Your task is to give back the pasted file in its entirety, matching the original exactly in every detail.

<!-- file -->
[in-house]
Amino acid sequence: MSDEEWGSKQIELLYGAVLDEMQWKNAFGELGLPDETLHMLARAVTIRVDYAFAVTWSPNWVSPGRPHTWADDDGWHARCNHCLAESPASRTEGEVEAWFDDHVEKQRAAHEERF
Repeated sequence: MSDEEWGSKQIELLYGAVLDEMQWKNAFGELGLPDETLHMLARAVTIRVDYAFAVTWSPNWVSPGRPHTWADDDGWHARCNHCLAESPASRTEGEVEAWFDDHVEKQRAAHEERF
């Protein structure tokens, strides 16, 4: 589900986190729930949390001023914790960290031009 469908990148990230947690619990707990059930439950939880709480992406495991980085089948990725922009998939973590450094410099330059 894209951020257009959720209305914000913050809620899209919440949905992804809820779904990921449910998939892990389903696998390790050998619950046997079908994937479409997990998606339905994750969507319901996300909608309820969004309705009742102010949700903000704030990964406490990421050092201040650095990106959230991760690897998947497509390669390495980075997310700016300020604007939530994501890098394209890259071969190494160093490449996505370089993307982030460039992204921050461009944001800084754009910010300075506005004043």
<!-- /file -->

[in-house]
Amino acid sequence: MSDEEWGSKQIELLYGAVLDEMQWKNAFGELGLPDETLHMLARAVTIRVDYAFAVTWSPNWVSPGRPHTWADDDGWHARCNHCLAESPASRTEGEVEAWFDDHVEKQRAAHEERF
Repeated sequence: MSDEEWGSKQIELLYGAVLDEMQWKNAFGELGLPDETLHMLARAVTIRVDYAFAVTWSPNWVSPGRPHTWADDDGWHARCNHCLAESPASRTEGEVEAWFDDHVEKQRAAHEERF
């Protein structure tokens, strides 16, 4: 589900986190729930949390001023914790960290031009 469908990148990230947690619990707990059930439950939880709480992406495991980085089948990725922009998939973590450094410099330059 894209951020257009959720209305914000913050809620899209919440949905992804809820779904990921449910998939892990389903696998390790050998619950046997079908994937479409997990998606339905994750969507319901996300909608309820969004309705009742102010949700903000704030990964406490990421050092201040650095990106959230991760690897998947497509390669390495980075997310700016300020604007939530994501890098394209890259071969190494160093490449996505370089993307982030460039992204921050461009944001800084754009910010300075506005004043």